A Complete To Launch Monitors And How They Work
If you walk down the range at tour events these days, every player has a funny box behind them or in beside the ball. What are these things and should you be looking to get one?
These funny boxes are launch monitors and they have revolutionised golf and how we practice. Today, we are going to get into more detail about how they work and why you should consider buying one. After this, you will know your Dopplers from your photometrics and be able to dazzle/bore your mates in the clubhouse bar.
Sounds cool but what is it?
Well to start, they were invented by the US military to test missile technology. This makes them the perfect tool to measure your long bombs at the practice area. They provide us with data on what the ball is doing to make it fly the way it does.
Thousands of readings and complicated mathematical witchcraft go into working out why you’re hitting that slice! Before we go any further let’s discuss the two types of technology that exist, Doppler and photometric.
Doppler Launch Monitors
You’re standing beside a road and an ambulance whistles by you with its siren blaring. What do you notice? The tone of the siren changes as it goes by you, it gets lower as it gets further away. This is the Doppler Effect.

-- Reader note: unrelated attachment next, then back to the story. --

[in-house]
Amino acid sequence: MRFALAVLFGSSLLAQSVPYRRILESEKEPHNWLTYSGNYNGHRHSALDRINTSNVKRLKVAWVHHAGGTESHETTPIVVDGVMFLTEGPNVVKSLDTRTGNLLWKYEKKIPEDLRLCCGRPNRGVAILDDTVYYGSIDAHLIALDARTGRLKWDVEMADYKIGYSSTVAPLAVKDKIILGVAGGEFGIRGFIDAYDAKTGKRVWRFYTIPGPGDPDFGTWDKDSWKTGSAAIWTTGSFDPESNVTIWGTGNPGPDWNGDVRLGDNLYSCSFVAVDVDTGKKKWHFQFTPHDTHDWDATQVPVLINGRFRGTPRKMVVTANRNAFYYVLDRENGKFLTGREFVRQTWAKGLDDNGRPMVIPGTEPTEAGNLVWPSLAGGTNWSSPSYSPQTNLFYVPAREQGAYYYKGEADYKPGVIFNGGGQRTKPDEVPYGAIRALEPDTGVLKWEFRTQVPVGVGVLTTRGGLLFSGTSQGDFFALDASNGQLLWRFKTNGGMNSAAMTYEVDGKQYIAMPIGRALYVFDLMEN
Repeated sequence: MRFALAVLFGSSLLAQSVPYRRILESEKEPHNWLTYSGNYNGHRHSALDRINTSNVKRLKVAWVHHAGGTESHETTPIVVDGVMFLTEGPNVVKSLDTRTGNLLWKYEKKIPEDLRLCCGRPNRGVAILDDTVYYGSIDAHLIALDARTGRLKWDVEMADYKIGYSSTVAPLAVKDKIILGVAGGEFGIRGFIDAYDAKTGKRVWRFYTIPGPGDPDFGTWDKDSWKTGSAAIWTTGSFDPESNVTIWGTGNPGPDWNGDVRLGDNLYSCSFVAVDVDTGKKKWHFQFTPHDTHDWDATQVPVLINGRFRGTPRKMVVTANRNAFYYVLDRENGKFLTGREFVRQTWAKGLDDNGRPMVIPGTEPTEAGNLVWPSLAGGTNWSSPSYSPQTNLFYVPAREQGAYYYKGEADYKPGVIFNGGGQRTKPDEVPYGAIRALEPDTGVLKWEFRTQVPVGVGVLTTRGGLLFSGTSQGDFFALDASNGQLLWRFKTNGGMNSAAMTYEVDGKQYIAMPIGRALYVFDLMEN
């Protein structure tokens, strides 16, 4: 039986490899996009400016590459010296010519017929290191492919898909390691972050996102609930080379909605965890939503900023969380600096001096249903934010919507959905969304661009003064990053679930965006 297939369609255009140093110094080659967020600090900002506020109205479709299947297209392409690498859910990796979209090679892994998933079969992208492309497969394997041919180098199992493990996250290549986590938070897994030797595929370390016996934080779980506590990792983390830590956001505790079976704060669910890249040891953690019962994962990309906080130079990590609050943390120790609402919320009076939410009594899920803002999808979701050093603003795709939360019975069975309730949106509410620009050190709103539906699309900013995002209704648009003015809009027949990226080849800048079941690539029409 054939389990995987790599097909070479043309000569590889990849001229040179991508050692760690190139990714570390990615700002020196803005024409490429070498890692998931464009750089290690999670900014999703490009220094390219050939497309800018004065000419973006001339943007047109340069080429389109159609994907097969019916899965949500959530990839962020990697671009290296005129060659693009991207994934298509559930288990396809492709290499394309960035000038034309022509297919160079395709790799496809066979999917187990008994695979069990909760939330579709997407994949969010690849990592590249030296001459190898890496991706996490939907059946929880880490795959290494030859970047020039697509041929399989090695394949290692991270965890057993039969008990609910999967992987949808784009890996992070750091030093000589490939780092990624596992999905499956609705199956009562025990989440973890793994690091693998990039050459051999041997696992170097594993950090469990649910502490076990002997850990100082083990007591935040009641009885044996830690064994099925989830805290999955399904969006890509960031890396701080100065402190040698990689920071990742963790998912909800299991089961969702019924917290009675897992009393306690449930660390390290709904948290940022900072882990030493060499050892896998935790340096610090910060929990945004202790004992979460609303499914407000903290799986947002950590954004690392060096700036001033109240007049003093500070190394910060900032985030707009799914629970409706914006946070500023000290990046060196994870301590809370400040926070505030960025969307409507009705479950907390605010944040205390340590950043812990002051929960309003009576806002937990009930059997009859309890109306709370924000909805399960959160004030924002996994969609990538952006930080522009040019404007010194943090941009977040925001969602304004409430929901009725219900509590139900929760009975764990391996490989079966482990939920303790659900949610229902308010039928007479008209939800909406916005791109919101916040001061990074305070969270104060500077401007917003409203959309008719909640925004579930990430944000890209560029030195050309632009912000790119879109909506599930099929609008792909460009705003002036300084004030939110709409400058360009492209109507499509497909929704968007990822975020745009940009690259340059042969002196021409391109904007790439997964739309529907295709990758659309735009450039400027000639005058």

What has that got to do with golf and launch monitors? Well, this principle of physics is fundamental to how this particular technology works. As the ball travels away from the monitor, it leaves physical clues as to why it is behaving the way it is.
The radar sends out microwaves and can detect these waves. It is able to work out the interference in these waves that is being caused by the moving ball. This interference is measured and turned into data which is fed into an algorithm.
This is a little twist on the physics of the siren above and one that can revolutionise your golf game. With this wave interference noted by the instrument, some fancy maths and programming can actually then work out exactly what the ball did during its flight.
It gets better, the on-board camera can also capture what your club is doing just before, during and just after impact. That way you can combine information on what your club did and what that meant for the flight of the ball. Data is power!
Photometric Launch Monitors
These bits of kit are based on a whole different set of technology but are no-less fascinating. The clue is in the name: photo- pictures, metric- measuring. It’s as easy as that, these monitors use a series of pictures and measurements from these to mathematically simulate a ball flight.
That sounds easy enough but given how little time is involved at impact in golf, in reality it is as astounding as the Doppler technology. When you hit a golf ball with a driver, the club is touching the ball for around 0.0005 seconds. That means that many pictures have to be taken around this very short flash of action.